“The one best place to bury a good dog is in the heart of his master.” Ben Hur Lampman
We have a little buddy whose name is Dell. He’s an 80-year-old man and I met him the day Brian told me he was bringing one of the guys from the shelter to our house for dinner.
“Oh, now we’re going to be feeding the homeless in our own home,” I said.
I cried when I met Dell because I thought he was homeless, but he helps out at the shelter. He’s like Brian, feeding the homeless.
Dell lives in a big house on Erie Road in Rocky River near the Elmwood Playground. He lives alone. We go to his house every Sunday, hang out, go out to dinner, or maybe eat there. That’s how we know Doug and Christine, a couple we met. They live across the street from Dell, their backyard facing onto the Norfolk Southern railroad tracks.
They had an adorable little three-year-old Jack Russell terrier. His name was Mister Jibbs.
We brought Baby, our 140-pound Leonberger, with us one evening. Leonbergers come from Leonberger, Germany. Jack Russell’s are fox and rat hunters and come from England.
“It’s too bad Doug isn’t out with Jibbs,” I said. “I would love Baby and Mister Jibbs to meet each other.”
“Oh, we can go over,” said Brian.
“I don’t know. It’s Sunday night.”
“They’re not going to mind if we stop by and say hi,” said Brian, knocking on their door. They brought Mister Jibbs out and he and Baby played and wrestled. There was some barking, but not like a world war. Doug and I took the dogs across the tracks to Elmwood Playground on the other side of the street.
There weren’t any teams playing baseball, so we let the dogs run around on the fields, although Baby is too much of a lazy lummox to run very long. He’s a big, muscular, working dog, but lazy. Mister Jibbs did most of the running and Baby did most of the laying around and smooching. After we walked back, across the tracks and through their backyard, and were sitting down again, Doug said he was going to bring out champagne.
“Don’t,” I said. “We just came to say hi, goodbye. We’re going out to dinner, anyway, don’t do anything special.”
“No, no, no, stay” he said. “Christine doesn’t like champagne. I’m going to open the bottle and we can finish it.” We were sitting and talking and drinking when Doug got up. “Have you ever seen a train coming down the tracks from this way?” he asked me.
“No, I haven’t.”
All of a sudden Christine jumped up, worried, nervous.
“Doug, grab Jibbs,” she said.
“He’s fine,” Doug said. “He’s been in the backyard hundreds of times with the train going by. Everything’s fine.”
I grabbed Baby.
“Baby’s never seen a train,” I said.
I held on to him because we were literally feet from the embankment along which the tracks were on. Jibbs was running back and forth with his Frisbee. I think he was guarding it, keeping it from Baby, so he couldn’t get it, not that Baby had any interest in it. We were all trying to catch Mister Jibbs as the train came closer. He didn’t realize we just wanted to get him and no one cared about the Frisbee, at all.
“Someone get this dog, someone get this dog.” I tried to jump and grab him, but he took off.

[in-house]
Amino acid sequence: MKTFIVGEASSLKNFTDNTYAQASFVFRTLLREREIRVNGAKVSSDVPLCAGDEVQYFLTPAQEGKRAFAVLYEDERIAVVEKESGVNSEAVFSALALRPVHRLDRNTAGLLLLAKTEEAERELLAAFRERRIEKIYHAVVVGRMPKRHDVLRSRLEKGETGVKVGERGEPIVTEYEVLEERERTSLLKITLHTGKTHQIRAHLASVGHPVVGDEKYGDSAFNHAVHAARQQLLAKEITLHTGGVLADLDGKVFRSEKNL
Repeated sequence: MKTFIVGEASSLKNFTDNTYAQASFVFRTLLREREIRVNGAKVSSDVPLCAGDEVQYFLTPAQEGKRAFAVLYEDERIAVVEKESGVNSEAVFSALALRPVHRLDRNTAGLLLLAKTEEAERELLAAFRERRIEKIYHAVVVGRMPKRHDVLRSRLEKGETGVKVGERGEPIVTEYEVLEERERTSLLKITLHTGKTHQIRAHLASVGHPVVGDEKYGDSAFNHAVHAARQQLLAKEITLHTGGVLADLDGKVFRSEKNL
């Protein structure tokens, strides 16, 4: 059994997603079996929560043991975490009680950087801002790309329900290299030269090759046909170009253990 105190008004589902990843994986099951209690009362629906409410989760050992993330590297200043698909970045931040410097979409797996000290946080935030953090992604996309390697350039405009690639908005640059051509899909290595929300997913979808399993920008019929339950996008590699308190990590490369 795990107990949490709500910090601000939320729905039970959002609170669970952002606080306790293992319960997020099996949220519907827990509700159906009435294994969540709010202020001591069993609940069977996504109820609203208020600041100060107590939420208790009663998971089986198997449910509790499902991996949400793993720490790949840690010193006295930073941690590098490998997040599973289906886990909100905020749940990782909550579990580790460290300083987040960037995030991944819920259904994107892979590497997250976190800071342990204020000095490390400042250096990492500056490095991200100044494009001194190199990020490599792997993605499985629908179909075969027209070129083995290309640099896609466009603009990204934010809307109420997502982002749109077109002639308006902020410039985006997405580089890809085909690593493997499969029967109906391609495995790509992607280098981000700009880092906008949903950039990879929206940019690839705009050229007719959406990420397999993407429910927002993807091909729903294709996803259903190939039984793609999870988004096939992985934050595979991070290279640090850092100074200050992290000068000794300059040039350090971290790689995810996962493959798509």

Suddenly, the jack Russell bolted and ran out onto the tracks.
Christine was running an arm’s length behind him. She was wearing flip-flops and a long, flowing summer dress. I don’t know how she didn’t get hit. Obviously, it wasn’t her time, but the train hit Jibbs. Christine had gotten on the other side of the tracks and I thought she was screaming.
“No, it was you screaming,” said Brian.
The worst part was waiting for the train to pass before we could get to Christine and before she could pick up Mister Jibbs.
It was horrible. I drank myself into oblivion that night at home to dull the pain.
“We shouldn’t have gone over, we shouldn’t have interrupted them, we should have left things well enough alone,” I said to Brian when we were back home.
“I told Doug,” said Brian. “Your wife gave you the look. Go get your dog. Now he’s fucked.”
“He was just guarding his Frisbee,” I said. “Should I have walked the other way with Baby? Would Jibbs have followed us? I just can’t believe Doug didn’t get the dog, or do anything.”
“Julie,” said Brian. “When you tell me to do something I will listen from now on.”
“God, I hope so,” I said. “I hope it doesn’t take another dog dying.”
There’s a place at the Promenade in Westlake that sells silver bracelets with little paws dangling from them. I’m going to get one for Christine, and I’m going to Cahoon’s Nursery and get a plant or a bush for their backyard, in memory of Mister Jibbs.
For more than a week I sent a text to Christine every day. I found out she was sitting by the spot where Jibbs died, every day. She was just trying to save her dog and the train missed her by inches. She might have been killed herself.
I wake up at night seeing Christine barely being missed by the train and Mister Jibbs being hit by the locomotive. I hear the train whistle screaming, which is why I didn’t hear myself screaming that day. All I could hear was the whistle screaming. I wake up all night long, jumping, reliving it in my head.
The other day Brian asked if I could move my Honda because he had to take his van to be e-checked. I was backing my car out of the driveway when a box truck came barreling down the street. I started to panic and jumped out of the car at the edge of the drive.
“I’m not that person, I’m not that person,“ I blurted to Brian when he came running.
Nothing freaks me out, but Mister Jibbs being killed by the freight train has freaked me out.
Click here to see more writing between fiction and non-fiction by Ed Staskus